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Workshop / Seminar

Department of Chemistry PChem Seminar 10/22/21

About the event

PChem Seminar, Friday, 10/22/21, at 4:10 in Fulmer 150

Speaker:       Dr. Liane Moreau

Assistant Professor

WSU Department of Chemistry

Title: Mapping the effects of physical and chemical reduction parameters on local atomic distributions within bimetallic nanocrystals

Abstract: Bimetallic metal nanoparticles are of broad interest due to their unique optical and catalytic properties which provide hybrid characteristics in comparison to monometallic counterparts. Associated properties in AgAu particles have typically been attributed to the presence of Ag-Au bonds, which follow the assumption that miscibility favors homogeneous alloy formation. This assumption is problematic, in that thermodynamics does not necessarily favor Ag-Au mixing, and necessitates the atomic-scale characterization of synthesized particles in order to accurately correlate observed properties with atomic scale distributions of the separate metal species.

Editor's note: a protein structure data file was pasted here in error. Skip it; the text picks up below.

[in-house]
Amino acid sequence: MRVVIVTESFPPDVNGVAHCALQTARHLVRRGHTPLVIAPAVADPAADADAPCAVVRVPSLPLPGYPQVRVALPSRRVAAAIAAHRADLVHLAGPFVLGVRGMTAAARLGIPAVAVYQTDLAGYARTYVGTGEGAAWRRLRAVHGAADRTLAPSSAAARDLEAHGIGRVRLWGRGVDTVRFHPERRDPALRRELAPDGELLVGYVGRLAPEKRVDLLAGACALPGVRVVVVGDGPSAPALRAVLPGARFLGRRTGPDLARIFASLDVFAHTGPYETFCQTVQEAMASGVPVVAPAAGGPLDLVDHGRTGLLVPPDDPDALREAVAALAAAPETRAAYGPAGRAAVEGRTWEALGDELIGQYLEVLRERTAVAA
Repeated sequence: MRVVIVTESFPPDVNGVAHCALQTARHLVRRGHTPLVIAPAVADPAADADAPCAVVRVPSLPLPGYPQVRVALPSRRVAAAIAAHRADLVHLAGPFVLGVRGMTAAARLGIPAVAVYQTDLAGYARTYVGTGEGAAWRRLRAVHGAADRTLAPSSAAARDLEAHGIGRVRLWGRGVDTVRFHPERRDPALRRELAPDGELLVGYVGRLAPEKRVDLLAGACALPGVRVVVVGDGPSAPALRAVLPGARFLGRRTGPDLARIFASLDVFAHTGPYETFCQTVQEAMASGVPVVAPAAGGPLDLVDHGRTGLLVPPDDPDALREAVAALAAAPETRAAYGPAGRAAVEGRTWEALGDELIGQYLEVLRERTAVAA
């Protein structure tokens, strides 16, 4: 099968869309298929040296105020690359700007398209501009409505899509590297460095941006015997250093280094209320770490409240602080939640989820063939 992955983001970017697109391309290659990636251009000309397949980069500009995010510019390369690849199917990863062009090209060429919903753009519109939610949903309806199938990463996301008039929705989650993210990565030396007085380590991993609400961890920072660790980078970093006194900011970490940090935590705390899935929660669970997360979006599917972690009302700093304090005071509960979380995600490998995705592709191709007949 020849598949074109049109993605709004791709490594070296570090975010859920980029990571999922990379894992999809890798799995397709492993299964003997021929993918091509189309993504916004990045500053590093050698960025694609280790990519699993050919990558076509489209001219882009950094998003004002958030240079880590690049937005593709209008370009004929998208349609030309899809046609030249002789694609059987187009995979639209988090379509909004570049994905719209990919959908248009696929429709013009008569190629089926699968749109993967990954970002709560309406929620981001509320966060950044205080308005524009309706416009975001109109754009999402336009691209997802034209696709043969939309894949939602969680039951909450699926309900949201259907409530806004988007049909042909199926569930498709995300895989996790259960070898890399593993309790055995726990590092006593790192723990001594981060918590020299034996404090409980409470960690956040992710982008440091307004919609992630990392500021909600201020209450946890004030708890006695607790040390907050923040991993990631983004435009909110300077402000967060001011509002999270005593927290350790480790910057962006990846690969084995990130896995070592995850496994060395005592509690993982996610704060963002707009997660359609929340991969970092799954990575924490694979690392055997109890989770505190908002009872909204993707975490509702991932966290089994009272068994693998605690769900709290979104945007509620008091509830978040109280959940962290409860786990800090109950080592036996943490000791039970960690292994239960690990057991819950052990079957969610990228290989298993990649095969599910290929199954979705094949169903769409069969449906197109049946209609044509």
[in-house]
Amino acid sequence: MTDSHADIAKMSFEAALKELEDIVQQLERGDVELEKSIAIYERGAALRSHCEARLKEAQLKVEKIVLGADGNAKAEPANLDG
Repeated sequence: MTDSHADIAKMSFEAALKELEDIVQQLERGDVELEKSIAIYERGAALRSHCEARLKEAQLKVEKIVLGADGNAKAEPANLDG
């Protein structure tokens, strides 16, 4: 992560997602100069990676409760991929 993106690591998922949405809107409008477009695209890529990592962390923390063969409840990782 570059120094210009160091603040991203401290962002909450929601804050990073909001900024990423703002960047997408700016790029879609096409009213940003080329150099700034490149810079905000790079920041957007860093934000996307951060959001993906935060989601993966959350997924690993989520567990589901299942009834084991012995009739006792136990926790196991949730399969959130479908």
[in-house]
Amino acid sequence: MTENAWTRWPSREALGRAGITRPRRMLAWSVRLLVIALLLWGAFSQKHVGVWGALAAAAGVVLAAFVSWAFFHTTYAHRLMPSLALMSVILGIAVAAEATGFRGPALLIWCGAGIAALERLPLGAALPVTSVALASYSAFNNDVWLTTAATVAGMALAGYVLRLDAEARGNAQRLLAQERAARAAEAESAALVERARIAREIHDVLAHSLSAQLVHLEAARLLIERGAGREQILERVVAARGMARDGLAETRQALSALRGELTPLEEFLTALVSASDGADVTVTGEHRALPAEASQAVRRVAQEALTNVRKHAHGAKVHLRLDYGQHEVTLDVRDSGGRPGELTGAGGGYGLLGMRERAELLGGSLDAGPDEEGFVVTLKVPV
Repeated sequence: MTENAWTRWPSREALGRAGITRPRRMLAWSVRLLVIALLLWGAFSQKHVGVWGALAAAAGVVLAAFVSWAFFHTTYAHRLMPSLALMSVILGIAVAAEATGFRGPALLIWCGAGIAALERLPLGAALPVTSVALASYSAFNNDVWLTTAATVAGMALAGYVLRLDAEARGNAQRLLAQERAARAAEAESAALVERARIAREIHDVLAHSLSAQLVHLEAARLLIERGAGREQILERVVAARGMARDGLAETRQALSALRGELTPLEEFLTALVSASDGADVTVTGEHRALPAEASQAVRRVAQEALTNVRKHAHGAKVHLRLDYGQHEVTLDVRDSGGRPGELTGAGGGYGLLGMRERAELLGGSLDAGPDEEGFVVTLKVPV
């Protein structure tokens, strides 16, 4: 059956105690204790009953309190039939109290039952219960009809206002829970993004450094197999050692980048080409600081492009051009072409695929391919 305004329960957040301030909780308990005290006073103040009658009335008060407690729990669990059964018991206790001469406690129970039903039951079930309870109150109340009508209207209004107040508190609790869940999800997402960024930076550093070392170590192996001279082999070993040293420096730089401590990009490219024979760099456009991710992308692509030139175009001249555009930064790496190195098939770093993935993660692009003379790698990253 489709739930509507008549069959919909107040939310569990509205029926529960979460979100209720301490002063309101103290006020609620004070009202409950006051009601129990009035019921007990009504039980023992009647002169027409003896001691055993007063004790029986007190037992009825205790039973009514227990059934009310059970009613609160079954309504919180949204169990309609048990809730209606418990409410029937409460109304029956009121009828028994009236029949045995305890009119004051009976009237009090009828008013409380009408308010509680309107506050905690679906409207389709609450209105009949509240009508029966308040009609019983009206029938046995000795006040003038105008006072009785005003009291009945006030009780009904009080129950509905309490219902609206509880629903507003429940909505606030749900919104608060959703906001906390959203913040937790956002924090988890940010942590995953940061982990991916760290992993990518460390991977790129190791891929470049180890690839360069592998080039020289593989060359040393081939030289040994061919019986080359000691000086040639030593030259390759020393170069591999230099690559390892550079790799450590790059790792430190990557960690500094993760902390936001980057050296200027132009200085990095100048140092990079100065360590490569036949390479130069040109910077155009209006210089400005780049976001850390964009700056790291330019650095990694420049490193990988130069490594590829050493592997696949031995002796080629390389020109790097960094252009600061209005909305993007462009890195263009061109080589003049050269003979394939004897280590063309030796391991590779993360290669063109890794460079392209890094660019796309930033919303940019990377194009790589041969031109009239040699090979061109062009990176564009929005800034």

Presented work includes a systematic investigation of how the parameters that control metal ion reduction affect the atomic scale distribution of Ag and Au within bimetallic nanocrystals. Given the substantial differences in redox properties between these two metals, we explore the hypothesis that reduction kinetics can be applied to tune the atomic scale incorporation and distribution of Ag and Au within synthesized particles. In particular, the roles of Ag:Au atomic ratio, the ratio of reducing agent to metal and the volume of reducing agent introduced (low, concentrated volume vs. larger, dilute volume) will be discussed. The synthetic space is thoroughly investigated using electron microscopy (TEM) and small angle X-ray scattering (SAXS) to probe effects on particle morphology, X-ray fluorescence (XRF) to elucidate incorporation ratios of Ag vs. Au, X-ray absorption spectroscopy (XAFS) to map coordination environments and consider alloy homogeneity vs. clustering and UV-vis spectroscopy to consider how the aforementioned parameters affect the optical properties of the resulting constructs. Overall, we find that reduction parameters indeed contribute to the atomic scale distribution of species within bimetallic nanocrystals, leading to the proposal of ways in which such particles can best be optimized for use as optical sensors and catalytic substrates.